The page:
Simplicity are accepting first home withdrawal applications with documents witnessed via video conferencing technology in accordance with the NZLS guidelines (email on 14 April 2020).
SuperLife continues to accept scanned and emailed versions of the first home withdrawal documents. They are able to perform identity and address verification of customers remotely. They will accept statutory declarations completed remotely via video conference in line with the NZLS guidelines (email on 14 April 2020).
Westpac will accept complete documentation via email. Solicitors should scan and email documents to [email protected] (email on 14 April 2020).
If the client does not have access to video chat/a printer/a scanner can they extend their bubble to include someone who does?
If the client and independent lawyer both have a printer and scanner, see Paul Collins’ opinion on remote witnessing for the NZ Law Society here, and draft certificate here (docx), if not, see the below section Signing documents/unsworn affidavits.
If a deponent does not have access to a physical bible, can they affirm their affidavit instead of swearing, or bring up an online bible/bible app on their phone?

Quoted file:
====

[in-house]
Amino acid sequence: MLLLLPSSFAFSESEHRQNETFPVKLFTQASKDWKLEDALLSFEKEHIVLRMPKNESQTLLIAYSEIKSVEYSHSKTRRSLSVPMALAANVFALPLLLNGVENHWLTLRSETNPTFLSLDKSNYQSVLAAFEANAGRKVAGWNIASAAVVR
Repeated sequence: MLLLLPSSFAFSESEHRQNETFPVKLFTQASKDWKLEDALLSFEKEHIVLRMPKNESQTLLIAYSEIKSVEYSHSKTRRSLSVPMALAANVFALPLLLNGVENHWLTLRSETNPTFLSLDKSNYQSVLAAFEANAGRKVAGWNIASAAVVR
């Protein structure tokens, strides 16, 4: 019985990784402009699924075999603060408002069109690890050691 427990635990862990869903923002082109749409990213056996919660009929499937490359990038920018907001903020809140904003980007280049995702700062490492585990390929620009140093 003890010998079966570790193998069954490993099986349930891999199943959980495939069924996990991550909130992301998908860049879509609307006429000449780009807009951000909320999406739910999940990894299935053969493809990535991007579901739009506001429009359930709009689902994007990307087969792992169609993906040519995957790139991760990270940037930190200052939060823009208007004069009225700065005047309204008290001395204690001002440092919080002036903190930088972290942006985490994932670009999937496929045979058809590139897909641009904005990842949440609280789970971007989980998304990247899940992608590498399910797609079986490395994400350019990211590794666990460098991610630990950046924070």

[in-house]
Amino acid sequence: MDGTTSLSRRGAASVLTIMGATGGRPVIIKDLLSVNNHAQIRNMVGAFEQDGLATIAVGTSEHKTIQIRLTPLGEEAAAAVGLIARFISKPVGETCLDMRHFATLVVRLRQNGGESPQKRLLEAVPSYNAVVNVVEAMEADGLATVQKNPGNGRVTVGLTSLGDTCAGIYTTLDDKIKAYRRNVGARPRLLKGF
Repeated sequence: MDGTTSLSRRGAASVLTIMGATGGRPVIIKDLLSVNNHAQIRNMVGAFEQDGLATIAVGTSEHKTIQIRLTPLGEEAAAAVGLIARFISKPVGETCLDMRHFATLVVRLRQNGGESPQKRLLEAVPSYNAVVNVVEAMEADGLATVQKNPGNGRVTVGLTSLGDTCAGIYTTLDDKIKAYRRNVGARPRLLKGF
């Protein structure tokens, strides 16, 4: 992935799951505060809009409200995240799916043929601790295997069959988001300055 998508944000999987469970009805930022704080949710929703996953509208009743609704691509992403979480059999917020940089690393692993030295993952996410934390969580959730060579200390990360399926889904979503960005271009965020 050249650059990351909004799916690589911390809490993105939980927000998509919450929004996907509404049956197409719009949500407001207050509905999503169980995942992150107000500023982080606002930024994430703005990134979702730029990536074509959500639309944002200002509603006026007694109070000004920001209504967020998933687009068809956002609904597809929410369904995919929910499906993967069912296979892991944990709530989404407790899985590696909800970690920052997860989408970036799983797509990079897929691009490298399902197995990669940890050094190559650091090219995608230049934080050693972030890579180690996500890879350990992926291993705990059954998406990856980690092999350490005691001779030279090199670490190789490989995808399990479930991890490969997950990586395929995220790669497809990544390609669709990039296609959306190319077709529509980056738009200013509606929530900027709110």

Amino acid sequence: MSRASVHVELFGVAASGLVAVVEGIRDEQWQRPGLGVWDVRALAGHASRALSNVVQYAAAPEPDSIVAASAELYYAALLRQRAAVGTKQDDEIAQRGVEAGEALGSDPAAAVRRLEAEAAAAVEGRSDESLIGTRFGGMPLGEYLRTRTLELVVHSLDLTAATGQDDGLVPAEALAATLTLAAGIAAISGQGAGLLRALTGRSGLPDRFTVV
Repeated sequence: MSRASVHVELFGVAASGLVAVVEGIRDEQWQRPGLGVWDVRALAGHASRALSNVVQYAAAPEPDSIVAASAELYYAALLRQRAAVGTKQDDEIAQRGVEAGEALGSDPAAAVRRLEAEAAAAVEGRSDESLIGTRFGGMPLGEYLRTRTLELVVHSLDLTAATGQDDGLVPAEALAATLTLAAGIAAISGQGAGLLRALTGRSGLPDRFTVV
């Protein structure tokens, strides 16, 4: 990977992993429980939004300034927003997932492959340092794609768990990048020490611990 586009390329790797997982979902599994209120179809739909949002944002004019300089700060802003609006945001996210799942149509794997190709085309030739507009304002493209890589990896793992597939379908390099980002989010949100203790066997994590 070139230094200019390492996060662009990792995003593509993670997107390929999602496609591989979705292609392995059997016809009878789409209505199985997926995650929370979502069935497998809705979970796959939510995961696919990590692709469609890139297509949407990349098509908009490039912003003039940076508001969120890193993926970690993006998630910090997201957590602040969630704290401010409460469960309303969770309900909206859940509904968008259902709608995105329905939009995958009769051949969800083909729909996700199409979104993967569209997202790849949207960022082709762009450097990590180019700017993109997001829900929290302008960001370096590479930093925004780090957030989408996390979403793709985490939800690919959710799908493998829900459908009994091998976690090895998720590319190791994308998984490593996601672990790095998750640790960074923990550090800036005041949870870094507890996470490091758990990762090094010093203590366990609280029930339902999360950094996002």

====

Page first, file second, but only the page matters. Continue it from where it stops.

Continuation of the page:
If the client does not have access to video chat/a printer/a scanner can they extend their bubble to include someone who does?
Email or post the will out to the person and record in a file note (or have the client send to you in writing) that the will has been drafted in accordance with their instructions and no changes are required; and post-lockdown have it executed correctly? (see section 14 of the Wills Act 2007)
[No longer relevant, see the immediate modification order] Consider whether the suggested clause iv. may place doubt over the document if the client does not have it witnessed in the traditional way when physically able to.
See the linked attachments including Paul Collins’ opinion, Theresa Donnelly of Perpetual Guardian’s document on validation applications, and checklists for drafting EPAs/wills during this time.
Witnessing relationship property agreements by video conference
See Ingrid Squire’s 2014 article in the New Zealand Law Society Family Law Section’s Family Advocate, To Skype or not to Skype: that is the question (pdf) on things to consider when witnessing a relationship property agreement by video conference.
Example of an audio-visual clause for inclusion in a relationship property agreement (republished with permission from Lady Deborah Chambers QC):
“Both [party one] and [party two] acknowledge and agree that both parties will execute this agreement before their lawyer using a Skype, FaceTime or WhatsApp connection and on that basis their lawyers will witness their signatures and give an explanation as to the effects and implications of this agreement.